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The Yankees should go for the kill with Gerrit Cole

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With one more stellar arm in the rotation, the Yankees would be officially ‘Championship caliber’

Pittsburgh Pirates v Cincinnati Reds Photo by Kirk Irwin/Getty Images

Yankees owner Hal Steinbrenner has used “Championship caliber” as an oft-mocked phrase for the past few years now; it’s either made fun of because from 2013 to 2016 the Yankees were anything but Championship caliber, or because it often referred to the fact this could be done with a payroll below the luxury tax cap.

Well, Hal, you have your wish. The Yankees are set to come in under the luxury tax in 2018, both avoiding the draft penalties in the new CBA and resetting themselves so they can spend big next offseason. The latter part, the Championship caliber piece, is just about finished.

After Brian Cashman made a deal to trade Starlin Castro and prospects for Giancarlo Stanton and a salary dump trade sending Chase Headley and Bryan Mitchell to San Diego, the Yankees have about $20-30 million to spend on a pitcher (or two) and an infielder. At that point, they will officially, in my mind, be worthy of that title. There are a number of options for pitcher—they have some room to sign a Yu Darvish or Jake Arrieta, but that doesn’t seem their style right now. They could also sign someone like Alex Cobb, a still-very-decent pitcher at a better price. My guess is they make a run for an even better option: Gerrit Cole.

Cole was a Yankee once—well, technically. He was drafted by the Yankees as the 28th selection in the 2008 draft, a flub where they waited until August to start negotiations and offered him $4 million when he had no intention of ever signing. He went to UCLA, and the Yankees used their compensation pick to acquire Slade Heathcott. Oops.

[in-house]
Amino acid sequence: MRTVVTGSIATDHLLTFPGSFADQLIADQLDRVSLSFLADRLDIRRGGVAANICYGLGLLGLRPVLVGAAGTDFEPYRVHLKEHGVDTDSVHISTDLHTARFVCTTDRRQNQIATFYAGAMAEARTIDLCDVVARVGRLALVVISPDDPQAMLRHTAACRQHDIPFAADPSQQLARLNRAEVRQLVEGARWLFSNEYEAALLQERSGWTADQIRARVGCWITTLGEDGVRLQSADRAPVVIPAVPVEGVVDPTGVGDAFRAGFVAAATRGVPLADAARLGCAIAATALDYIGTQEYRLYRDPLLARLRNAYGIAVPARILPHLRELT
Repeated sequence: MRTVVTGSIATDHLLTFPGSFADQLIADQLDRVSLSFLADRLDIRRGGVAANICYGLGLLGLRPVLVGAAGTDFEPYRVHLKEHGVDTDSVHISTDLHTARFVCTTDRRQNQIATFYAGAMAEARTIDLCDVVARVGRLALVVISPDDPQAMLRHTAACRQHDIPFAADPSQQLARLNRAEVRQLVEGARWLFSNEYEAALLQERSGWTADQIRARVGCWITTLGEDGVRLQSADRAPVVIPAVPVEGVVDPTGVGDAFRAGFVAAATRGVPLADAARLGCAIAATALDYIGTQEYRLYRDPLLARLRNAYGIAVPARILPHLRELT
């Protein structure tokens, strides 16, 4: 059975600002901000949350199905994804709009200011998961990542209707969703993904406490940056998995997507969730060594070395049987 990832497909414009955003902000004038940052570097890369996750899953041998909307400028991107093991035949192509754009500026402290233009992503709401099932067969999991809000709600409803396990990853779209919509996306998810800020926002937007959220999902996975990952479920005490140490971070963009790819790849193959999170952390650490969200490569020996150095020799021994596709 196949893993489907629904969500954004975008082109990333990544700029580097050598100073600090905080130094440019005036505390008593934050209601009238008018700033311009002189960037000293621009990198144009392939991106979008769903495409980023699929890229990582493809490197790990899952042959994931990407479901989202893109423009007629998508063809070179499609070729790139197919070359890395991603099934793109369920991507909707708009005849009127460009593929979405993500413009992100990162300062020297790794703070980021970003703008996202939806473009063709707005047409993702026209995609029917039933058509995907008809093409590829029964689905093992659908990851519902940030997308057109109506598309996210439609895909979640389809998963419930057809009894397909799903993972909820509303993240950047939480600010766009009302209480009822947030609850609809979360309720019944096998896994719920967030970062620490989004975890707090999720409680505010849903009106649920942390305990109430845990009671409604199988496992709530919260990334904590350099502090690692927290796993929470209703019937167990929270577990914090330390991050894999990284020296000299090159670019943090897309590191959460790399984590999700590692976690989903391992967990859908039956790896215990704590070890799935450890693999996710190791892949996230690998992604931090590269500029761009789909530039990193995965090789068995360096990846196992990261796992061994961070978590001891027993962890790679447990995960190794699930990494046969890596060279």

He went on to be the first overall selection in the 2011 draft, and the Pirates made the right call. Since his 2013 debut, here’s where he ranks in the NL in the major statistical categories:

  • fWAR: 10th
  • ERA-: 26th
  • FIP-: 16th
  • K-BB%: 20th

This is no ace; I wouldn’t put him in the same category as a Jacob deGrom, Stephen Strasburg, or Madison Bumgarner, but probably one tier lower with pitchers like Kyle Hendricks or Julio Teheran.

That also doesn’t mean there aren’t signs of worry. One of them is injuries. In 2016 he missed about half of the season with a strained right triceps and a couple of cases of right elbow inflammation, which is especially concerning. He did put up a full season in 2017, so that’s at least a very good sign. Statistical worries are present, though.

There’s a lot to process. On one hand, his K% dipped and has recovered significantly over his last season, but he has seen subsequent decline in O-Swing% and a slow climb in BB%. That’s... not amazing. Another development is more home runs, which likely isn’t helped by Yankee Stadium, but that also just seems par for the course in the juiced ball era.

What this does mean is that if the Yankees feel this is mechanical—aka something to be worked on—then it’s a good buy-low option. It also makes it something like the Sonny Gray acquisition, which is my point in a way.

To get someone like a Michael Fulmer, or to sign a Darvish or Arrieta, the cost is very high in money or prospects. With Cole, it is probably neither. While the Pirates aren’t giving him away for nothing, the haul will likely look like Gray’s—two top 100 prospects would be my guess. Considering they have one of the best farm systems in baseball, and they haven’t touched a single blue chip in any of their recent deals, it means they can make this deal and keep their system largely intact for two years of Cole.

This, in my mind, cements the Yankees as the best team in baseball going into 2018. Adding a player like Stanton is phenomenal, but adding another “flawed number two” would give the Yankees the best lineup and rotation in the league, not to mention their bullpen. If 2018 is the year to field a Championship caliber team, might as well go for the kill.